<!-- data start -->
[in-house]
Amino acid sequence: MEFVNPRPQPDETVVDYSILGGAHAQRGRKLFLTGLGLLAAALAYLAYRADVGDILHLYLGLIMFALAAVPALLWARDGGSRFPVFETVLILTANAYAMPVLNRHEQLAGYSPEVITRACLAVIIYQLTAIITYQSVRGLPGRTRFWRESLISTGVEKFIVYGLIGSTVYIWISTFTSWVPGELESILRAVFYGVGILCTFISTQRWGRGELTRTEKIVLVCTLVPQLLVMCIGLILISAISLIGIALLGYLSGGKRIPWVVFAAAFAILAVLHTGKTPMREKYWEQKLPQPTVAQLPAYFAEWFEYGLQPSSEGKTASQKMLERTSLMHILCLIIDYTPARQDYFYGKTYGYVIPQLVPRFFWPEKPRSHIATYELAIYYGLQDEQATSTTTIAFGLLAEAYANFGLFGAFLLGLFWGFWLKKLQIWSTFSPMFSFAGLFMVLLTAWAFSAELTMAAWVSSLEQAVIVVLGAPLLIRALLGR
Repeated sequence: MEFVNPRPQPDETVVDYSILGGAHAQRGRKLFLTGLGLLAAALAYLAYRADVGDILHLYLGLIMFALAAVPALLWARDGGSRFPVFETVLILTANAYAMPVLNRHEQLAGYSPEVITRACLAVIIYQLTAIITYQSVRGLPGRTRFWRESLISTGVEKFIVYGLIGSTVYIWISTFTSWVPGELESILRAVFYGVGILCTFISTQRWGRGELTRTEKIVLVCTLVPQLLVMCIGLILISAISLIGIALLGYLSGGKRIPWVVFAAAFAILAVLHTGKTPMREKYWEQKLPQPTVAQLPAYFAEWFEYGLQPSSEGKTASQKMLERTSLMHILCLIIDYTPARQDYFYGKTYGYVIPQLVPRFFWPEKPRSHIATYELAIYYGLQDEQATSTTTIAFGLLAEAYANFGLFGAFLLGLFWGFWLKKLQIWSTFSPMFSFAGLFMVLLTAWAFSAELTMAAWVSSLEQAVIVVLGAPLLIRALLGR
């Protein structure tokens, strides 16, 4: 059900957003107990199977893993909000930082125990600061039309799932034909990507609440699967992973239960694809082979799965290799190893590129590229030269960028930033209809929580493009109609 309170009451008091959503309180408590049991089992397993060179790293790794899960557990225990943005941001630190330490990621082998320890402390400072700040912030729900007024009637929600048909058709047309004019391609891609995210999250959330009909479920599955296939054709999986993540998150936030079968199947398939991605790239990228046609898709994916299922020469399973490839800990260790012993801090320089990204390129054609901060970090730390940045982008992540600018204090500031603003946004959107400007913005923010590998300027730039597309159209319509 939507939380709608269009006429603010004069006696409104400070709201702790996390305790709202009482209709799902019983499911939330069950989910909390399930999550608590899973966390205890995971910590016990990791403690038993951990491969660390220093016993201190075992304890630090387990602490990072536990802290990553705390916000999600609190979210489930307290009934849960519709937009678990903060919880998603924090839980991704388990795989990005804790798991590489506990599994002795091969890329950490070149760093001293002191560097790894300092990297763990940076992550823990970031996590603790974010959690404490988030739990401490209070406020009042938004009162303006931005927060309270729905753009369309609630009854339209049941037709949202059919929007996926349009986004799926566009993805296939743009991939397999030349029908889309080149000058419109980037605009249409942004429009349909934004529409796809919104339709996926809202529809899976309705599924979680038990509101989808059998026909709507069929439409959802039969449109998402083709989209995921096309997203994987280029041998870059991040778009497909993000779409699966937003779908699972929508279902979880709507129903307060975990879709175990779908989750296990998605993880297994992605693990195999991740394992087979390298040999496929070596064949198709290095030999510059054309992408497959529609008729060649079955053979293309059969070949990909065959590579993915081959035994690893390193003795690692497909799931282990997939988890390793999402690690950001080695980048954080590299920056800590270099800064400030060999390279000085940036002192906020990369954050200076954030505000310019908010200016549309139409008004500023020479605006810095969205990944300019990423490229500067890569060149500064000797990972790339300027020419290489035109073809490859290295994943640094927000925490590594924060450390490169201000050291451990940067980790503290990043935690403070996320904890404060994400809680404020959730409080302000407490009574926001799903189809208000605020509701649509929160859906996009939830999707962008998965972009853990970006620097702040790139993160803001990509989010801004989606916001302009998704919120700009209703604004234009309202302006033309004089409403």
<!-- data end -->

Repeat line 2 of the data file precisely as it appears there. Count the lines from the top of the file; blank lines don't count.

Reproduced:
Amino acid sequence: MEFVNPRPQPDETVVDYSILGGAHAQRGRKLFLTGLGLLAAALAYLAYRADVGDILHLYLGLIMFALAAVPALLWARDGGSRFPVFETVLILTANAYAMPVLNRHEQLAGYSPEVITRACLAVIIYQLTAIITYQSVRGLPGRTRFWRESLISTGVEKFIVYGLIGSTVYIWISTFTSWVPGELESILRAVFYGVGILCTFISTQRWGRGELTRTEKIVLVCTLVPQLLVMCIGLILISAISLIGIALLGYLSGGKRIPWVVFAAAFAILAVLHTGKTPMREKYWEQKLPQPTVAQLPAYFAEWFEYGLQPSSEGKTASQKMLERTSLMHILCLIIDYTPARQDYFYGKTYGYVIPQLVPRFFWPEKPRSHIATYELAIYYGLQDEQATSTTTIAFGLLAEAYANFGLFGAFLLGLFWGFWLKKLQIWSTFSPMFSFAGLFMVLLTAWAFSAELTMAAWVSSLEQAVIVVLGAPLLIRALLGR